One DIY green gnome with three red tartan plaid gnomes.

Plaid Gnomes

Will you be gnome for the holidays? Or will you be gnoming? πŸ˜‚ Today’s project inspiration is Ruth’s beautiful plaid gnomes!

They are so festive and striking. This batch is definitely a favorite of mine.

Some things just never go out of style. IMO, plaid is classic and timeless. The traditional fabric works so well for gnomes.

I’ve always been a huge fan of plaid! Back in the day, I had plaid pants and plaid skirts. Thank goodness there were no social media accounts to document it.πŸ˜†

More Gnome Ideas

Gnome pattern & ideas
Christmas gnomes
Gnome wine bottle toppers

Tartan Plaid Gnomes

For these holiday gnomes, instead of the usual sweater material, Ruth used regular fabric for the plaids. (She did use recycled sweaters for the body and arms though.)

Look for plaid fabrics that are not too flimsy or see-through. You will also be stuffing the hat which helps firm it up.

What is Tartan Plaid?

In simple terms, plaid is a Scottish word for blanket or wrap, but it has multiple meanings.

Sometimes, tartan plaid describes the crisscross pattern of a tartan print of two or more colors.

It can also refer to the fabrics that are interwoven into the patterns or the cloth itself. These can then be turned into clothing or goods for your home.

And lastly, for people from Scotland, plaid is used to describe a garment, that is usually part of a traditional costume.

Buffalo Plaid Gnomes

As I’m sure you’re aware you can find buffalo plaids in a variety of colors. The most popular combinations are red-and-black and black-and-white.

Ruth selected this awesome green and black which is so unique, but equally festive and fitting for Christmas.

These gnomes have such a strong presence especially when displayed as a group.

What is Buffalo Plaid?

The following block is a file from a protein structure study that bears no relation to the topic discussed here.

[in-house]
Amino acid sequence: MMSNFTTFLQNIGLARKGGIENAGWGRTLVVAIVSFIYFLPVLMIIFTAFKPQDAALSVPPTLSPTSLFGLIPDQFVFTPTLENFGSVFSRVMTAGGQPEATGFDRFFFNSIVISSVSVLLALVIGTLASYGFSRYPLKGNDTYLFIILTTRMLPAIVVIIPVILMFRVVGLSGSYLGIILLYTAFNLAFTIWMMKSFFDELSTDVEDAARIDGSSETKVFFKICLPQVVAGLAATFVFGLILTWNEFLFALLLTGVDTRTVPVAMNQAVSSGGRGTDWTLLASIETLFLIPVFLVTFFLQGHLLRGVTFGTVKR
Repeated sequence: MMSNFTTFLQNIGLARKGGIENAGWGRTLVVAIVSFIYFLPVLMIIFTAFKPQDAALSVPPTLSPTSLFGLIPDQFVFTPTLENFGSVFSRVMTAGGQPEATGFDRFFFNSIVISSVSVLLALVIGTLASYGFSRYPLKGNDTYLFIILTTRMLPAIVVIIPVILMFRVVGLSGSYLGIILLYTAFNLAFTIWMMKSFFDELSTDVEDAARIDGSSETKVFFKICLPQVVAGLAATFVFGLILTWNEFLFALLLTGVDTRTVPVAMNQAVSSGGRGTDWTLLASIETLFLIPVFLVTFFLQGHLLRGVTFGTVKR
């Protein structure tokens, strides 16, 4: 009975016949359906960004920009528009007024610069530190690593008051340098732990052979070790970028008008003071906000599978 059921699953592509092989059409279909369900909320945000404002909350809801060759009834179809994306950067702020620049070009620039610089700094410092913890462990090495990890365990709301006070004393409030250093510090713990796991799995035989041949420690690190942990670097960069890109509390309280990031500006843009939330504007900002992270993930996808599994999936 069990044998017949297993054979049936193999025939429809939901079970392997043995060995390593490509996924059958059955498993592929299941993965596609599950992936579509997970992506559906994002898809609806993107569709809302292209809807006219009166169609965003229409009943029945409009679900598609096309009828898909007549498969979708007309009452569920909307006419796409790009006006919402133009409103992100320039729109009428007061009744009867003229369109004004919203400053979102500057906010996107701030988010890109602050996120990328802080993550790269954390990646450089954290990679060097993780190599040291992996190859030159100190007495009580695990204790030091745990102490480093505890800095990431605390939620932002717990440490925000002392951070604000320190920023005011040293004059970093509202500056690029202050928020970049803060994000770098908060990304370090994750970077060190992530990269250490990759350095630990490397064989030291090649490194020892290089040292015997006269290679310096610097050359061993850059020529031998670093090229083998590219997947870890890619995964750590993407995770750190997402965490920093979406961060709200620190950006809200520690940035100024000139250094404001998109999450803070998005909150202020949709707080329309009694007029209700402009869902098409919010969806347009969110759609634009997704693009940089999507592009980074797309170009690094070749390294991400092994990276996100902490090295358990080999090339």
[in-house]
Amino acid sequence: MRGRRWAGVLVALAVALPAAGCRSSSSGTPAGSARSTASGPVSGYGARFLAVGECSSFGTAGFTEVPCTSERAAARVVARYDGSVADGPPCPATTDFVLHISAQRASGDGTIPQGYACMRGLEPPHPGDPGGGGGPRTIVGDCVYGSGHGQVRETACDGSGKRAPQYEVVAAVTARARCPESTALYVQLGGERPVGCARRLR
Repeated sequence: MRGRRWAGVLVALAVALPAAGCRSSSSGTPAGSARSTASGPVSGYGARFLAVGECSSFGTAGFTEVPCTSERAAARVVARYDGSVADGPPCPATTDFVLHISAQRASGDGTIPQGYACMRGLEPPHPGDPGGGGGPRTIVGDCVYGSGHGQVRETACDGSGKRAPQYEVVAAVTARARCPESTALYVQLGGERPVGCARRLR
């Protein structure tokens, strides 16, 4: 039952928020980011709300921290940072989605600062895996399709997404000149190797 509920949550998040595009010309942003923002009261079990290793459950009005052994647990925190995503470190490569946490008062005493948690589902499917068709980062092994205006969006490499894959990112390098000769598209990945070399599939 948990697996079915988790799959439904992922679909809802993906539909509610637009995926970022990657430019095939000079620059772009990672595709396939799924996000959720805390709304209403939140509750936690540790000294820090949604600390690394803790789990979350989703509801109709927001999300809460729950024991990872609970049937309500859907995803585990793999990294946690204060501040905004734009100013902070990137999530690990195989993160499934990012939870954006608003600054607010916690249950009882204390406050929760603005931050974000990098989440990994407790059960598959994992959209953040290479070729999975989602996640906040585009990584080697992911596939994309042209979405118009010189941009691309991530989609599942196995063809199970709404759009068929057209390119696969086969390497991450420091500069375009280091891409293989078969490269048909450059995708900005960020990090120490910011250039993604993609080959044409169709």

Buffalo plaid is a broad checked plaid design that typically consists of two colors.

The plaid pattern was brought over to the United States in the 1800s by Jock McCluskey. He befriended people from many native tribes as he worked as a trader.

According to legend, the Native Americans believed the heavy Scottish blankets in the MacGregor red-and-black were valuable and prized them.

Eventually, the buffalo plaid made its way to Pennsylvania to the Woolrich Woolen Mill.

In 1850, Woolrich began producing the most popular and classic, red-and-black buffalo-plaid shirts. They were an immediate success.

Buffalo plaid was quickly embraced by cowboys for use as shirts and saddle blankets.

The pattern remains popular today and is widely used in clothing and home goods. And now, GNOMES! πŸ˜ƒ

Free Gnome Pattern

If you would like to make your own plaid gnomes, you can download the free pattern when you subscribe to my email list.

You will then receive an email (in about 15 minutes) with a link and the password to log in to the free library. This will give you access to this pattern and all project downloads.

When you get into the library, look for the thumbnail photo of the gnomes. Click it to open the PDF, then click the download icon to download the pattern.

After you download and print the PDF, follow the instructions in the post, how to make easy DIY gnomes.

Wishing you lots of fun in your projects. Enjoy all of the creative opportunities the holiday brings.

Oh and please let me know if you make your own collection of plaid gnomes in the comments box below.

Peace out Gnomie.😁
xo,
Cindy

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Plaid References

Here are my sources for the rich history of tartan and buffalo plaid. There is so much more to learn. Check out these websites below.

An overview of tartan history.

CLAN Scotweb Site

A detailed summary of the history of buffalo plaid.

Scottish Tartans Authority

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